The 20-year-old Shapovalov was the only Canadian player to have beaten Nadal in a previous match. He stunned the Spaniard in their first career meeting at the Rogers Cup in 2017 — Shapovalov’s breakout season on the ATP Tour. Nadal took the next matchup last year at the Rome Masters.

The two were scheduled to meet in the semifinals at Paris earlier this month but Nadal withdrew with an abdominal injury, allowing Shapovalov to reach the finals of a Masters 1000 for the first time.

Bautista Agut delivered the first blow to Canada’s hopes of capturing its first Davis Cup title when the 31-year-old veteran defeated Auger-Aliassime 7-6 (3), 6-3 earlier Sunday.

Bautista Agut, ranked No. 9 in the world, was playing his first match since the death of his father earlier this week. He left Spain’s Davis Cup team on Thursday but returned in time for the final.

The No. 21-ranked Auger-Aliassime, who missed six weeks of action with an ankle injury, was playing for the first time since the opening round of the Shanghai Masters in early October.

The 19-year-old began the year ranked outside the top 100, but made the finals at three ATP tournaments (Stuttgart, Lyon and Rio) to reach a career-high No. 17. He was 33-22 on tour this season.

Canada captain Frank Dancevic wouldn’t provide further details on why he chose Auger-Aliassime on Sunday instead of Pospisil for singles action.

"I’d rather not go into details with it. It was my call in the end to do the substitution today. Just leave it at that," said Dancevic.

The Canadian team was missing No. 31 Milos Raonic to injury. Brayden Schnur replaced Raonic on the roster but stayed on Canada’s bench after pulling a back muscle this week.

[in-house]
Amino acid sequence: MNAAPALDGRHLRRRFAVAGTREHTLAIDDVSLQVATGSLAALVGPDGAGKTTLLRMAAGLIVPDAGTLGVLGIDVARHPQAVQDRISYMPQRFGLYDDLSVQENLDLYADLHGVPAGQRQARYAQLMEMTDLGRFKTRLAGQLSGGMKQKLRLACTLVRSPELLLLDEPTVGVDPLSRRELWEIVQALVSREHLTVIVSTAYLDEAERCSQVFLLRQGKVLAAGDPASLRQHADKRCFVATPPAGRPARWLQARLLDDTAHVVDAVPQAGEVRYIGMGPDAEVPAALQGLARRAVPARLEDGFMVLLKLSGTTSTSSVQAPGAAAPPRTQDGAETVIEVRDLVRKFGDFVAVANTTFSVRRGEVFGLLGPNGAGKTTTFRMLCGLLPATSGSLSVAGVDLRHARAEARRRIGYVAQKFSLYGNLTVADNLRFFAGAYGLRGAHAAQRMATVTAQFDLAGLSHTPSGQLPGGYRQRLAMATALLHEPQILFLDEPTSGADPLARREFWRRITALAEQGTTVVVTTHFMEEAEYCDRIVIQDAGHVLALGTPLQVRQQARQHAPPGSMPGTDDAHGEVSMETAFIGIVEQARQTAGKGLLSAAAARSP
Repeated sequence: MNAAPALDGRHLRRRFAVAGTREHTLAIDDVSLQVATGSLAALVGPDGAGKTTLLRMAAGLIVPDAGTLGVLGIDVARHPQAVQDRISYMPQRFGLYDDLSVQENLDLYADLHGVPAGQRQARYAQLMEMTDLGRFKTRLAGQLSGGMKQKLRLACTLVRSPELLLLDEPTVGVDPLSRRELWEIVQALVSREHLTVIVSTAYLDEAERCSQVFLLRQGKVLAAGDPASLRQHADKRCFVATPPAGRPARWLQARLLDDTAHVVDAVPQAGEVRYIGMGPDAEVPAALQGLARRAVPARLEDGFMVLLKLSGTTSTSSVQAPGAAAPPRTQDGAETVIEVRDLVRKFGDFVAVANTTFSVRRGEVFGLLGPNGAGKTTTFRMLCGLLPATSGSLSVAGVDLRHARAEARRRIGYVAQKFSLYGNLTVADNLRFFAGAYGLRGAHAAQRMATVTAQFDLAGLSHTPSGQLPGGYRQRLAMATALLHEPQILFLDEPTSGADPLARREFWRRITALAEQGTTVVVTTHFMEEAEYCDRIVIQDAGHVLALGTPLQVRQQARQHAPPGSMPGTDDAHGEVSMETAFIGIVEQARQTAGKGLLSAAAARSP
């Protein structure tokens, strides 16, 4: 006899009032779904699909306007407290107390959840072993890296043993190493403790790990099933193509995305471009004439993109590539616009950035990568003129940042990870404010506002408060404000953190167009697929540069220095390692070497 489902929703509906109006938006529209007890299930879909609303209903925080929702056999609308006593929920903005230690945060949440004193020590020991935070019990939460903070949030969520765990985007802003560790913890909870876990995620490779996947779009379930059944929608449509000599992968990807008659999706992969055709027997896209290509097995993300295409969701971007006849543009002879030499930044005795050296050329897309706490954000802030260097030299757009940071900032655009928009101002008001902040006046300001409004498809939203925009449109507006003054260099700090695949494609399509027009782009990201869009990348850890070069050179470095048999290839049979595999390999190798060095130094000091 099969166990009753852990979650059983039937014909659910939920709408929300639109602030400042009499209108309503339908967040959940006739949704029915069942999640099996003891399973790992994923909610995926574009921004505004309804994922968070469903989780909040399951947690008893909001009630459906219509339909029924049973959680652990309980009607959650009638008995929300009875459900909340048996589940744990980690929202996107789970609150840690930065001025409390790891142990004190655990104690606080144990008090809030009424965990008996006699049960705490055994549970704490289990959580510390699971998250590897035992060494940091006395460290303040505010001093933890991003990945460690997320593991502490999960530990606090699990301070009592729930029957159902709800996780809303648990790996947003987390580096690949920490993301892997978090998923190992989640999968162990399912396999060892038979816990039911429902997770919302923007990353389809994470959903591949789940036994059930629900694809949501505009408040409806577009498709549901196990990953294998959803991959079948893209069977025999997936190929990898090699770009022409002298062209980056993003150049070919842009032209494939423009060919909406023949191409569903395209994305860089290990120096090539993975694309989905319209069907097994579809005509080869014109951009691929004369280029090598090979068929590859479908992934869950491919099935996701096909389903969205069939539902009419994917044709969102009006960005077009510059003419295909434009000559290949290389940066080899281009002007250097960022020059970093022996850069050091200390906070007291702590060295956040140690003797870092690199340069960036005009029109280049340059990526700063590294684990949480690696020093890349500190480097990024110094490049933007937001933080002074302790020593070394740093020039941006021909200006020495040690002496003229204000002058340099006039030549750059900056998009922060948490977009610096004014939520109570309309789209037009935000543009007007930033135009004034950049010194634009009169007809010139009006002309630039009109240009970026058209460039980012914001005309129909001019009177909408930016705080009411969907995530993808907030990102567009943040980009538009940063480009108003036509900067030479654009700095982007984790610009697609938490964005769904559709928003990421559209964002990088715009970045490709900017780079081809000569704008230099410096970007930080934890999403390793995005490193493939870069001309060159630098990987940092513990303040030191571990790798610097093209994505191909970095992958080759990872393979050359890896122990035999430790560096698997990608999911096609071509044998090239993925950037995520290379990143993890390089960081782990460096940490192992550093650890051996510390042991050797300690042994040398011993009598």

That left Pospisil, ranked No. 150, and Shapovalov to play each of Canada’s singles and doubles matches at this Davis Cup before Sunday. The pair would have teamed up again for the deciding doubles match, if needed.

Canada had been on a tear throughout the week at the Davis Cup Finals.

They defeated Italy and the United States in the group stage before dispatching Australia in the quarterfinals on Thursday. They then earned their spot in their first final with a thrilling 2-1 win over Russia Saturday that included a third-set tiebreak in a deciding doubles match.

Canada had not beaten the U.S. or Australia at a Davis Cup until this tournament.

Canada guaranteed its spot in the Davis Cup Finals tournament in 2020 by reaching the semifinals this year. Spain, Britain and Russia also finished top four to secure entries while France and Serbia were granted wild-card entries. The rest of the field will be filled through qualifiers.

Colombian singer Shakira performed before the final at centre court, and Spanish King Felipe VI was among those watching Sunday’s matches.

The new Davis Cup Finals is the result of a 25-year partnership between the International Tennis Federation and the Kosmos group co-founded by Barcelona star Gerard Pique, Shakira’s husband. The new event was created to make the team competition more attractive and lucrative.